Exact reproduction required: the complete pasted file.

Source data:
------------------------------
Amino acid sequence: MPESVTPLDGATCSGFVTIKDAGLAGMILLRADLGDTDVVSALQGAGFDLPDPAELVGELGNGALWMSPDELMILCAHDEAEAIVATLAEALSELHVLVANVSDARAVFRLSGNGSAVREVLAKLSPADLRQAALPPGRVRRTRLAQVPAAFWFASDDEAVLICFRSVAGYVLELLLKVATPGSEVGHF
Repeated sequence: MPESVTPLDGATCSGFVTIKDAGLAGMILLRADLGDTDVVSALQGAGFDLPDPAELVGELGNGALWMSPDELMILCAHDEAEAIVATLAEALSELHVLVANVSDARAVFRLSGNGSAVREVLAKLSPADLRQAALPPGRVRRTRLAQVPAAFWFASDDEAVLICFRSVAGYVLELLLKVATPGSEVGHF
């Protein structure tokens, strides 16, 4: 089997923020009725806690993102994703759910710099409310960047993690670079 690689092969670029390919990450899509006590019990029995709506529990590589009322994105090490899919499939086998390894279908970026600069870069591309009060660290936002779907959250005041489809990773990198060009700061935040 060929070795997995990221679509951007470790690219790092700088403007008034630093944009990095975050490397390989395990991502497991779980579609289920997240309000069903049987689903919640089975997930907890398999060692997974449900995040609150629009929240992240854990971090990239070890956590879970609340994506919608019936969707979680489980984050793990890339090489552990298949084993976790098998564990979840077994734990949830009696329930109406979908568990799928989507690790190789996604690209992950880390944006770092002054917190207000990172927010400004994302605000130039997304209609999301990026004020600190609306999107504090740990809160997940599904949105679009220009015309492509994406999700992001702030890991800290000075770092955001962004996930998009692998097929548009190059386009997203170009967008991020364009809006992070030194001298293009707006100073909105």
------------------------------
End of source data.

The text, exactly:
Amino acid sequence: MPESVTPLDGATCSGFVTIKDAGLAGMILLRADLGDTDVVSALQGAGFDLPDPAELVGELGNGALWMSPDELMILCAHDEAEAIVATLAEALSELHVLVANVSDARAVFRLSGNGSAVREVLAKLSPADLRQAALPPGRVRRTRLAQVPAAFWFASDDEAVLICFRSVAGYVLELLLKVATPGSEVGHF
Repeated sequence: MPESVTPLDGATCSGFVTIKDAGLAGMILLRADLGDTDVVSALQGAGFDLPDPAELVGELGNGALWMSPDELMILCAHDEAEAIVATLAEALSELHVLVANVSDARAVFRLSGNGSAVREVLAKLSPADLRQAALPPGRVRRTRLAQVPAAFWFASDDEAVLICFRSVAGYVLELLLKVATPGSEVGHF
């Protein structure tokens, strides 16, 4: 089997923020009725806690993102994703759910710099409310960047993690670079 690689092969670029390919990450899509006590019990029995709506529990590589009322994105090490899919499939086998390894279908970026600069870069591309009060660290936002779907959250005041489809990773990198060009700061935040 060929070795997995990221679509951007470790690219790092700088403007008034630093944009990095975050490397390989395990991502497991779980579609289920997240309000069903049987689903919640089975997930907890398999060692997974449900995040609150629009929240992240854990971090990239070890956590879970609340994506919608019936969707979680489980984050793990890339090489552990298949084993976790098998564990979840077994734990949830009696329930109406979908568990799928989507690790190789996604690209992950880390944006770092002054917190207000990172927010400004994302605000130039997304209609999301990026004020600190609306999107504090740990809160997940599904949105679009220009015309492509994406999700992001702030890991800290000075770092955001962004996930998009692998097929548009190059386009997203170009967008991020364009809006992070030194001298293009707006100073909105």